And so we started doing some initial training with our teacher on the island who had trained with Michael, and then subsequently we went away for a course with Michael, an intensive course. So we did our mat work one course with Michael, and then I was really keen to kind of progress through all the mat work levels, so I could be fully qualified at mat work. So we did a course, intensive six month course, with the Australian Physiotherapy and Pilates Institute, as well. And I passed Michael's mat work class in 2018, and then 2019, I passed the APPI comprehensive mat work. And my wife's been to all the conferences with me, done all the training with me as well.
So we just loved doing it together and when we teach classes, I lead the classes cause I've fully done the exams now, but it does add a kind of wonderful dimension that we've got a male female teacher, and that one can demonstrate, and one can correct. So it just does give that extra element to the classes that we do. And as I said, people were asking us before we even considered being teachers, if we'd start teaching, so it was just that real demand there. People could see our passion for it and our love for it. And I think they just kind of were keen to find out what it was that we were so passionate about, and what we found so good about Pilates, and it's just grown from there.
I find this really intriguing because you haven't said anything about you thinking it was for women only, or you just wanted to be better, it sounds like. I want it to be stronger and healthier, and to look after my body. It didn't occur to me that only women did Pilates, or it was for dancers. And to be honest, that it's never been a problem for me. Yeah, I've been to conferences where I'm the only man in the room.
I have no problem with that, I'm there to learn. I am very competitive 'cause I played team sports, soccer, cricket, bit of tennis. So, you know, I want to win, I want to be the best. And in that respect, when I started learning Pilates, I really wanted to learn it to the best of my ability. So going to all these conferences, learning from so many people, I've just soaked up all that information, absorbed it and I want to do it as good as I can, and I want to share that with people that I teach.
I want to kind of make them get the best out of the exercises. It's a really mindful exercise. You do have to focus on it, so it's good in that respect as well from that kind of meditative purpose, from the mental health purpose. It's just an all around amazing exercise. And I've just been so lucky to have gone on this journey, and learn all this, so yeah, being the only guy in the room was never a problem to me.
I just was there to learn. We've spoken once before, my experience with you was purely on Facebook and this group. And I keep thinking this guy's generous. Why he keeps dropping information, none of us know, and why is he doing this? Why is he doing this?
And why is he doing it so freely and generously? Because some people might say that the Pilates community is, this is what is, and this is what isn't. That's the best way I can say it, and the the most I will say, but here comes one of the few people that has provided, one of the few people who lives on the Isle of Man, who is a Pilates teacher, who is taking on research, and he's just giving it to us. And that to me is the way the world's gonna keep turning. So you might recall, I was like, hey, I'd like to know you.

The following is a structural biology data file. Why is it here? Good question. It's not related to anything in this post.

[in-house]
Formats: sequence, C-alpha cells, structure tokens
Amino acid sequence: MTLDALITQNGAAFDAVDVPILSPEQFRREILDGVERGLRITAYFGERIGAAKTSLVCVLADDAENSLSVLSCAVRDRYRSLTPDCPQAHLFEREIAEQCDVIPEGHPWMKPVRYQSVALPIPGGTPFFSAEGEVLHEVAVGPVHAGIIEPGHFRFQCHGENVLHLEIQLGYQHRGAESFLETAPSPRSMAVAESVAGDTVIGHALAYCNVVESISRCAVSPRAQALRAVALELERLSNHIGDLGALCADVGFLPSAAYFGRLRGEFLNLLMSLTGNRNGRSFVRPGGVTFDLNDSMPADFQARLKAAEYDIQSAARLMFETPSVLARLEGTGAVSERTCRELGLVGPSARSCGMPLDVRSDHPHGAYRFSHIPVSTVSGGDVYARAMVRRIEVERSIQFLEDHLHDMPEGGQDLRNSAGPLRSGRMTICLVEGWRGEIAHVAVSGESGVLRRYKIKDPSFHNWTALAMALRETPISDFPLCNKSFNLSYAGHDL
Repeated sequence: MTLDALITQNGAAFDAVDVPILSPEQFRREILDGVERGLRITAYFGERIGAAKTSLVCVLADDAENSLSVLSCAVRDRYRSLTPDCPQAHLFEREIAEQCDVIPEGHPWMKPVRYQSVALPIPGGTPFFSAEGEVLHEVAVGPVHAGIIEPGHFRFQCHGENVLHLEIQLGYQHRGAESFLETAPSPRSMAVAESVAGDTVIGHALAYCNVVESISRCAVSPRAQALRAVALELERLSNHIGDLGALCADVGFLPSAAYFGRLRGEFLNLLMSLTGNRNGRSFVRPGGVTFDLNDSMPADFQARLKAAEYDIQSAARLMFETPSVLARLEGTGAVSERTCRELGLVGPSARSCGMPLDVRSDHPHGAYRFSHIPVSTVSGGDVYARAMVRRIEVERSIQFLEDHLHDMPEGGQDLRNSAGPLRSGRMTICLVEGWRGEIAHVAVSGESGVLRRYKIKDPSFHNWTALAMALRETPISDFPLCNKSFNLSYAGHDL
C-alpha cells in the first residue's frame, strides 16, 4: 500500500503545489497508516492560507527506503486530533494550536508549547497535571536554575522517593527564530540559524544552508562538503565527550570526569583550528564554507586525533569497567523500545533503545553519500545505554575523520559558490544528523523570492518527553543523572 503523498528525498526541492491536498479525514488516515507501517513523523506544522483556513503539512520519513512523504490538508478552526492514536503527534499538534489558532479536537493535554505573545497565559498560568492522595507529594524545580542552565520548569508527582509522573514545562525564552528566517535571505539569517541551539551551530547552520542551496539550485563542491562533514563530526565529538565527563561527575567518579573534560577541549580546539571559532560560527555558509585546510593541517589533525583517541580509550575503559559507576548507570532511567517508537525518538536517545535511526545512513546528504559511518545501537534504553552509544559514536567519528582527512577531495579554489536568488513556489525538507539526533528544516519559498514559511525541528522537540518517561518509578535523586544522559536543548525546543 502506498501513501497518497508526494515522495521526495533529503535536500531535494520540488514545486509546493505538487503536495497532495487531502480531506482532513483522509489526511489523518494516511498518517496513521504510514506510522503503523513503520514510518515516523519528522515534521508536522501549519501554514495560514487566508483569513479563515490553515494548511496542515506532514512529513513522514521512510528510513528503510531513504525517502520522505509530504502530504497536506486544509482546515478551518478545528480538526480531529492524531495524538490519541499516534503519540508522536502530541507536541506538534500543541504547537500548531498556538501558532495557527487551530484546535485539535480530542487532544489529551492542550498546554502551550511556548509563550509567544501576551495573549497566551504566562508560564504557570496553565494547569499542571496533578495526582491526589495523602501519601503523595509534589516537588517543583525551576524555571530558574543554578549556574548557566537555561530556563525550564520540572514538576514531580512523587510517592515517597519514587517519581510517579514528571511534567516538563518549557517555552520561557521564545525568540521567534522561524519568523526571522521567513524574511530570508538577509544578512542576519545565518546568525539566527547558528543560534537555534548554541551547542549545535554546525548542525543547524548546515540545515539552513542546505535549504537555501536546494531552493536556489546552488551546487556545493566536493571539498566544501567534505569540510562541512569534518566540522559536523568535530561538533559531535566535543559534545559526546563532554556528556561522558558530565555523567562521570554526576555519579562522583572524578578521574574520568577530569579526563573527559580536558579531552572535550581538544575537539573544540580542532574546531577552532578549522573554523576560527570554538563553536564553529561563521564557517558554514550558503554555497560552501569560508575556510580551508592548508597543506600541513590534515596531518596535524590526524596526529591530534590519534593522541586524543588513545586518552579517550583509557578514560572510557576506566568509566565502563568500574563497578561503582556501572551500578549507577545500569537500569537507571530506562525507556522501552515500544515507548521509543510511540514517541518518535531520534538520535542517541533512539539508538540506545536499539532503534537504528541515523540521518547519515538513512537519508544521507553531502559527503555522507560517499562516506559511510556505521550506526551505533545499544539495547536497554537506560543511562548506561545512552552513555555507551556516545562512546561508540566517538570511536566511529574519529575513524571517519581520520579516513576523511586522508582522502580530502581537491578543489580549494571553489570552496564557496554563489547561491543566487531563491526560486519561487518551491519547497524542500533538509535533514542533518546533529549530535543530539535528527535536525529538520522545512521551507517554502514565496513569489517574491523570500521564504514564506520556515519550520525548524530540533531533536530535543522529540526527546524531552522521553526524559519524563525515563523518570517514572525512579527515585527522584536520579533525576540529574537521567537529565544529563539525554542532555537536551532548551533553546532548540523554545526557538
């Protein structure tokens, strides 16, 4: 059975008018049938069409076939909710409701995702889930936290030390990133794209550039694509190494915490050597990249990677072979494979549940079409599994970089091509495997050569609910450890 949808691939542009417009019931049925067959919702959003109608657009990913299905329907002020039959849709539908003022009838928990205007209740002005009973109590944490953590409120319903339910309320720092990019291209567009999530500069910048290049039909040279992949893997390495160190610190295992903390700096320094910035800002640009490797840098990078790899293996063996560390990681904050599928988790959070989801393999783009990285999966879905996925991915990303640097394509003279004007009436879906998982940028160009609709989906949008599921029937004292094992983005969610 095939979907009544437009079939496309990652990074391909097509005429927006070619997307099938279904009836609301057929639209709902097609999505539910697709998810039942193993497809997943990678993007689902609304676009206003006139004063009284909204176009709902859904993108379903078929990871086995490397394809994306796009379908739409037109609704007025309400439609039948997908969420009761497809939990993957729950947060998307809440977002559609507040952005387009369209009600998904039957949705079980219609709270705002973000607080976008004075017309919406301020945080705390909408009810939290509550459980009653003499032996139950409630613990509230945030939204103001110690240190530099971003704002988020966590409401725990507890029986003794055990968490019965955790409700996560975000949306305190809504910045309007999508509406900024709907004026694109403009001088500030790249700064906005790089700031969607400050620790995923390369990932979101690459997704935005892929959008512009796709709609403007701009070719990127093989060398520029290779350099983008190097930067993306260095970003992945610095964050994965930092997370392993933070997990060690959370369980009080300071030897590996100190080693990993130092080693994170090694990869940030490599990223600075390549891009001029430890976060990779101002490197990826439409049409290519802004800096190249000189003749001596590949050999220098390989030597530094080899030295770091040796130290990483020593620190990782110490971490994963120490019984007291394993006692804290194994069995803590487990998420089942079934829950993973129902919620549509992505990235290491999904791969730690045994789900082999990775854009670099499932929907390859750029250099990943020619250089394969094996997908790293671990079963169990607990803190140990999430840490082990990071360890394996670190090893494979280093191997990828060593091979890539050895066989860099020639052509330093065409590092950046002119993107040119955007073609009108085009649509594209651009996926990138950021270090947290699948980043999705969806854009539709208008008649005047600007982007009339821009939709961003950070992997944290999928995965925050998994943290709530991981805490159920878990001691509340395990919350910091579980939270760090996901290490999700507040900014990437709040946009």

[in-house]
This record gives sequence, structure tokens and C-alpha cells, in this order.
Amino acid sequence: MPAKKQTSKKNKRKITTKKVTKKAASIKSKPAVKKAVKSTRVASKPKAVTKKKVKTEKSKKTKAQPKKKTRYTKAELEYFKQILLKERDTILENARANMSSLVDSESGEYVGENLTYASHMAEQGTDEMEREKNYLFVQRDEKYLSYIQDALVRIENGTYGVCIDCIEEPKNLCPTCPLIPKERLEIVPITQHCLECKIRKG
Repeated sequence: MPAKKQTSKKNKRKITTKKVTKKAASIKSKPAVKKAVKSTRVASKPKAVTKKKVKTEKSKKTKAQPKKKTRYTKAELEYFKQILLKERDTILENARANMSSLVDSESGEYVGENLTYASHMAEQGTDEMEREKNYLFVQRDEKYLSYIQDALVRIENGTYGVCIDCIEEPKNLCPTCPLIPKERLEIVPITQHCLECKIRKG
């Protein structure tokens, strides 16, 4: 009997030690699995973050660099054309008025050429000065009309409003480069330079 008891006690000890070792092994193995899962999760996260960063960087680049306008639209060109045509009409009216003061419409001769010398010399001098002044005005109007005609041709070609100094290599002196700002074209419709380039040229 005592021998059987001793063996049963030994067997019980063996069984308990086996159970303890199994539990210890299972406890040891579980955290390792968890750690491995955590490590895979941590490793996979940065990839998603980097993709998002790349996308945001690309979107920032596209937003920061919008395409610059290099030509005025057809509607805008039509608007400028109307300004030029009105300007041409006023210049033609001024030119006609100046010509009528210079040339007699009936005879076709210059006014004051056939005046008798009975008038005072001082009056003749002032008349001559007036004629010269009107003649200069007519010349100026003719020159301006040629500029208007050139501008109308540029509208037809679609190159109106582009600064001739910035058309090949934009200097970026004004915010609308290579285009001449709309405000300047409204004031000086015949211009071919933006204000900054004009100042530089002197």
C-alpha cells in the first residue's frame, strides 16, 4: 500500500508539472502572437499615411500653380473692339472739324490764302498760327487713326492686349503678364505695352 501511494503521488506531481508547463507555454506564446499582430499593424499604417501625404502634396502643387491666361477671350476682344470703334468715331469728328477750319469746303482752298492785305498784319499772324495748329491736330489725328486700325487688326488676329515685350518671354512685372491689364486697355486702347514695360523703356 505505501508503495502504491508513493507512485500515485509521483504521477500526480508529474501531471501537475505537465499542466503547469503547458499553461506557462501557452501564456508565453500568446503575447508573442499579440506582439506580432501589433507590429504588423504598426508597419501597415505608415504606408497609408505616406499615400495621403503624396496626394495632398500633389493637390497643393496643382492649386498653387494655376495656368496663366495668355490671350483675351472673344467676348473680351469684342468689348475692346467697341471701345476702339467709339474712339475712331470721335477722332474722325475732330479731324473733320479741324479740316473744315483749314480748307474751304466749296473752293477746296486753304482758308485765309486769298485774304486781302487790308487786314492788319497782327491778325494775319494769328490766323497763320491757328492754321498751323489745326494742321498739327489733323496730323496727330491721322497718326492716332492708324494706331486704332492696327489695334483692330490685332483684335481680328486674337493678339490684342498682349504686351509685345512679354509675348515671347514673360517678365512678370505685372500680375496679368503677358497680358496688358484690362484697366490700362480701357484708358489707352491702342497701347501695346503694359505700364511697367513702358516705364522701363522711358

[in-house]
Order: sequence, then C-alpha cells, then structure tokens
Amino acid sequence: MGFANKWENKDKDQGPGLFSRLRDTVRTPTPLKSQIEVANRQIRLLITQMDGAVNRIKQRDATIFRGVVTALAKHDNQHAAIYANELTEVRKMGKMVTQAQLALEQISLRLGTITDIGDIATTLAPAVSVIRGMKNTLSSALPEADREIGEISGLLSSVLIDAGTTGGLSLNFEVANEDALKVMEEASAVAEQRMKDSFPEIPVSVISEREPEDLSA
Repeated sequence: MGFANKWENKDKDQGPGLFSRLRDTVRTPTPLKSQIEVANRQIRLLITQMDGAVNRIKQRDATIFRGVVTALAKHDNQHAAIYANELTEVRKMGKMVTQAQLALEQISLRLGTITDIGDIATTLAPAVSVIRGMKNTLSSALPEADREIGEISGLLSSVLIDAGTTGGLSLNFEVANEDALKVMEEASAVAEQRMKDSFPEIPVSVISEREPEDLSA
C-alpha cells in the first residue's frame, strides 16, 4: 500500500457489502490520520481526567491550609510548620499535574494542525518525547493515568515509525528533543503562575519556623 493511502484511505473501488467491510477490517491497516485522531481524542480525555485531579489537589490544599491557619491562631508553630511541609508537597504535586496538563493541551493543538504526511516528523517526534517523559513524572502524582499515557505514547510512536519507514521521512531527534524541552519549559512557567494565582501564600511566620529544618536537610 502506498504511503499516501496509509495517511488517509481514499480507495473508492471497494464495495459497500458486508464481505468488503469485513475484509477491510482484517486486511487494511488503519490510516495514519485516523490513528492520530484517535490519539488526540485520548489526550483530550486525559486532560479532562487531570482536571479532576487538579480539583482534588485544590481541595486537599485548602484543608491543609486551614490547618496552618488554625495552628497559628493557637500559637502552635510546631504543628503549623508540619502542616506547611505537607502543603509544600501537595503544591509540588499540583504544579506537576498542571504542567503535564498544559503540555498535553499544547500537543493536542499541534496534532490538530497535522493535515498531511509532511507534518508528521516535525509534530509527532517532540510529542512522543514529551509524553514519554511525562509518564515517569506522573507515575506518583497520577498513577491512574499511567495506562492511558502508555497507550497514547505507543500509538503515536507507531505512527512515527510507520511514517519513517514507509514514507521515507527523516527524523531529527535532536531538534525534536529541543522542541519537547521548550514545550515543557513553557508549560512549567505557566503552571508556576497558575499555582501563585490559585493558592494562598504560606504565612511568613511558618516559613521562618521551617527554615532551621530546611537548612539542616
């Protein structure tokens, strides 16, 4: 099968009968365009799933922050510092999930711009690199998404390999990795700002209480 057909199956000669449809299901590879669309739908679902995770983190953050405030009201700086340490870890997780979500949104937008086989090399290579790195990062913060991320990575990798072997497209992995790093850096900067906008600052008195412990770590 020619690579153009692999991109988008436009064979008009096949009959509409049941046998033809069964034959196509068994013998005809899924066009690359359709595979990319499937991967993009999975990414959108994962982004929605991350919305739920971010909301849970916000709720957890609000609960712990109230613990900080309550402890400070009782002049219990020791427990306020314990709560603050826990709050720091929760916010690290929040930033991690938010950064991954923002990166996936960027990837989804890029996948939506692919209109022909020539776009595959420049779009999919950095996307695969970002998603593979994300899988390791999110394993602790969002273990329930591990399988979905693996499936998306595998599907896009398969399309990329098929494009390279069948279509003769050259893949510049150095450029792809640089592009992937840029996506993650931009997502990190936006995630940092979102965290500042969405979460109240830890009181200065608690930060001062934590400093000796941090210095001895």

But part of that was, I want to know really why. So you and your wife start taking a Pilates course. You're into it for physical reasons. What point, at what point, did you decide I'm gonna research the fact that Joseph Pilates was here on the island I live on, and have lived on for, since you were two years old I think. When did that happen?
When and what made you decide I'm gonna find out more? Can you tell us anything more about why you started this research? Yeah, well, not long after we'd started Pilates, I told my dad that we were doing Pilates, and Joseph Pilates was interned on the Isle of Man. And it's then that he said, "your great-grandfather was interned on the Isle of Man as well." Now, at the time my dad thought he was interned in another camp they had on the island, which was a smaller camp. And it got me thinking, was he there or not?
So, I started researching that and that's when I found out that actually my great-grandfather was interned at Knockaloe camp. So that really got me interested in the history side of it, and wanting to research more. And it was several months after that, that I kind of researched, and I'd found a little article in one of the camp newspapers about my grandfather who had won a couple of prizes in a horticultural competition. And then there's an article in a newspaper at the camp about Joseph Pilates refereeing a boxing match. And it was only sometime after finding those two articles that actually it dawned on me, they were the same camp newspaper.
So each camp, the four sub camps within Knockaloe, had their own newspaper. So that suddenly made me realize my great-grandfather was actually in the same sub camp as Joseph Pilates, which kind of really got me excited about the possibilities of my great-grandfather kind of maybe knowing Joseph Pilates. The sub camps were divided into smaller compounds of a thousand men. Within the day, people were allowed to move around within those compounds within each sub camp, but there was no movement between the separate sub camps. So yeah, there was that possibility.